It would appear that Samsung Electronics Ltd. chair Lee Jae-yong’s legal woes are not yet over.
According to Bloomberg the de facto head of Samsung, known professionally as Jay Y. Lee, was called in by special prosecutors on Monday morning alongside two other executives, including Samsung President Park Sang-jin, for questions regarding the alleged corruption charges swirling around the country’s impeached president, Park Geun-hye.
Lee said he would “earnestly” speak to prosecutors as he was led past reporters to the special prosecutor’s office in Seoul on Feb. 13, Bloomberg reporter Heesu Lee wrote, but no further details have been given.
A spokesperson told Bloomberg that depending on the information collected from Monday’s probe, prosecutors will decide whether to once again seek an arrest warrant for Lee before the end of this week.
The Samsung scion was under significant investigation regarding Park last month until prosecutors were denied a warrant to arrest him.
The son of company chair Lee Kun-hee, the younger Lee has officially served as Samsung’s vice chair and its de facto head since his father suffered a heart attack in 2014. He was accused by an independent investigation team for participating in payments that Samsung made to Choi Soon-sil, the presidential friend and advisor at the heart of Park’s impeachment scandal, in exchange for government support of a company merger that, according to the Korea Times, was designed for Lee to increase his stake in Samsung as a whole.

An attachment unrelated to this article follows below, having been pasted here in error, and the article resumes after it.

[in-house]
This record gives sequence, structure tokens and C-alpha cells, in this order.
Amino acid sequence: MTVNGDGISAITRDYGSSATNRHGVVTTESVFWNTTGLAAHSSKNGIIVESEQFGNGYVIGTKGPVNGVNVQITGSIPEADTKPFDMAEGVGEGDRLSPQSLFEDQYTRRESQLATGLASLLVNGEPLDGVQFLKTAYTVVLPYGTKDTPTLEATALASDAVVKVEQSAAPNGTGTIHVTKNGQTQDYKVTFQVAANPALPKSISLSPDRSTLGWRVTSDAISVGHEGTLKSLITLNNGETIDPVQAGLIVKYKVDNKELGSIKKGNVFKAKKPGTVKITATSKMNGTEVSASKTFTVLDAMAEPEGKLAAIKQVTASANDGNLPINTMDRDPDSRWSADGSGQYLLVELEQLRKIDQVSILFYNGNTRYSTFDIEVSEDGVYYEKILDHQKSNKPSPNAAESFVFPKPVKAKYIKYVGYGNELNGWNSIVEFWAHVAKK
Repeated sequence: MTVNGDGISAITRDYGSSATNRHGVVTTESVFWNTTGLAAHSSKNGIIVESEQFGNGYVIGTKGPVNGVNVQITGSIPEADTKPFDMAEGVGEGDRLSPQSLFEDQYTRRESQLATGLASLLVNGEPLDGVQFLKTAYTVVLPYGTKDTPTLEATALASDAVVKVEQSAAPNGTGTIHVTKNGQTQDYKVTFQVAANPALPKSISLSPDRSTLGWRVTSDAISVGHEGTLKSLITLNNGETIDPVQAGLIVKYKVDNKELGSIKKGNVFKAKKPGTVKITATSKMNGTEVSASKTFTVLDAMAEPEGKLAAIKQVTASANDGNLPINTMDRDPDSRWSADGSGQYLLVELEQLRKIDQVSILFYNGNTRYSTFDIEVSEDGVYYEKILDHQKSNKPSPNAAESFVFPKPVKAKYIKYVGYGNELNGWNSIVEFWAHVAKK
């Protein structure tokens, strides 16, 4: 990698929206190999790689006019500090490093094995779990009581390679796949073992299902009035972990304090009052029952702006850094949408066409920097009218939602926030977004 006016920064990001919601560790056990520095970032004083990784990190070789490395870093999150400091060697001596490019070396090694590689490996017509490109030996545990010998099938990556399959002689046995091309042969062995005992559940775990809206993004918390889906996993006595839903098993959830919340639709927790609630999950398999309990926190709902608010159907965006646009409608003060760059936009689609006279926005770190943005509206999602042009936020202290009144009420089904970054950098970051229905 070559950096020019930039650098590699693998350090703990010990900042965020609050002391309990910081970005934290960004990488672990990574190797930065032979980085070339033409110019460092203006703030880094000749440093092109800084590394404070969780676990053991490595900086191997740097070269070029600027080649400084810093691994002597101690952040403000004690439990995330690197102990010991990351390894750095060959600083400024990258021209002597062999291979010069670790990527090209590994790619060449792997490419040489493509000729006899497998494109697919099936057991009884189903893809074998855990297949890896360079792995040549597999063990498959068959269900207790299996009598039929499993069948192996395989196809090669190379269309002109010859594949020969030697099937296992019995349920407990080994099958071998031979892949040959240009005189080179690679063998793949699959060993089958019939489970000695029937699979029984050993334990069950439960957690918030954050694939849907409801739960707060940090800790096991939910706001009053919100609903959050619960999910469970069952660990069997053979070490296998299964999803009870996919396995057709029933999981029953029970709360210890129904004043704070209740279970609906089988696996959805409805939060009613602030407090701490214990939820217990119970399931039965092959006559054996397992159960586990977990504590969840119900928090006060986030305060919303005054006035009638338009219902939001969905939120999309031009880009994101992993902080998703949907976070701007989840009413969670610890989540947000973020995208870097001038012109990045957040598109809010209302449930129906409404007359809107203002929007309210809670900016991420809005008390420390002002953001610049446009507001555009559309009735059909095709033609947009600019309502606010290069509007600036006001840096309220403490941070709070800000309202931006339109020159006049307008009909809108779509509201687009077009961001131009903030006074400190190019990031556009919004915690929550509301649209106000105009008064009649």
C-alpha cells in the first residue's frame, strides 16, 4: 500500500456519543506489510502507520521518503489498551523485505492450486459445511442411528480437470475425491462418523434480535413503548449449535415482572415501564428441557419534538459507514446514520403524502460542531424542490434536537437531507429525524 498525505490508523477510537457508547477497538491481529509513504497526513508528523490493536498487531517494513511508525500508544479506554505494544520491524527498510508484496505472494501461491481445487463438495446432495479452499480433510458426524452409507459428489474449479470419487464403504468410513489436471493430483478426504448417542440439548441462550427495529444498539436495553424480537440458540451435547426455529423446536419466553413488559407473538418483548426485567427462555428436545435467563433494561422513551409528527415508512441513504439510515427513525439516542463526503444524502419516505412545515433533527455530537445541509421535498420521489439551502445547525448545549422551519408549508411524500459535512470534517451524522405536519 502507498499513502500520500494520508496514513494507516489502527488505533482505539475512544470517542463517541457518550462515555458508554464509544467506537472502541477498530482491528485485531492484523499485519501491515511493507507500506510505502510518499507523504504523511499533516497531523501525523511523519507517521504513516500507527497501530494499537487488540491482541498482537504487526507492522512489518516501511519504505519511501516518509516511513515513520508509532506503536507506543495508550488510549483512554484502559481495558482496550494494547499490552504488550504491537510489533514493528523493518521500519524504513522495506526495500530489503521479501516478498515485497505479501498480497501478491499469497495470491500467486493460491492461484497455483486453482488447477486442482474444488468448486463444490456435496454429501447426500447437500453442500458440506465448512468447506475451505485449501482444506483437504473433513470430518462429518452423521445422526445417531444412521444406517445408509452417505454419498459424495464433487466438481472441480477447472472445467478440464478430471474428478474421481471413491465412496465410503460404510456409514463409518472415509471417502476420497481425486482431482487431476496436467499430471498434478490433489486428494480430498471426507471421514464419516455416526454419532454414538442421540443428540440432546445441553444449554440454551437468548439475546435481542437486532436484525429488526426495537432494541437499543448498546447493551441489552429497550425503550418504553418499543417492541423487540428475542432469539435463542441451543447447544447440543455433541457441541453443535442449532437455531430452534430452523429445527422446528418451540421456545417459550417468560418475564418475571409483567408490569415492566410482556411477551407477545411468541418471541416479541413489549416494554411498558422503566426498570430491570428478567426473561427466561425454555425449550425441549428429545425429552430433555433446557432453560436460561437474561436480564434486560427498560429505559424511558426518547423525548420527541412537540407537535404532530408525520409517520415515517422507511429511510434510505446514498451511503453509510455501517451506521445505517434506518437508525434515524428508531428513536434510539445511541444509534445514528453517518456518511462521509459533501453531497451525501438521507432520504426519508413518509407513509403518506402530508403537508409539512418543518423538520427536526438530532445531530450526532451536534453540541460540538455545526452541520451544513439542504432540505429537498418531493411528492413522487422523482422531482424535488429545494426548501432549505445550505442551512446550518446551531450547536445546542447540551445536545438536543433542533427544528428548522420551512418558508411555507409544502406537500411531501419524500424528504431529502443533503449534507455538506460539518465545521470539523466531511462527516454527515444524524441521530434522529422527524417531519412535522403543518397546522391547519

According to the Korea JoonAng Daily, Samsung pledged 22 billion won (approximately $24.39 million Canadian) to support the equestrian training of Choi’s daughter. It also contributed 1.6 billion won (approximately $1.77 million) to a winter sports training program established by Choi’s niece, and 20.4 billion won to a pair of Choi-affiliated nonprofit foundations.
The investigation team alleged that in return for the funds, the South Korean president’s office facilitated last year’s merger of Samsung C&T (Samsung’s parent company, which oversees international sales operations) and Samsung affiliate Cheil Industries by ordering the country’s National Pension Service, which held shares in both companies, to vote for the deal, according to the Korea Times. According to JoonAng Daily, the National Pension Service also happened to be the largest shareholder of Samsung C&T – and the deal was criticized as unfair for Samsung C&T.
During the investigation Samsung denied providing Choi and her associates with financial aid in return for favours, while Lee himself denied all charges, none of which have been proven in court.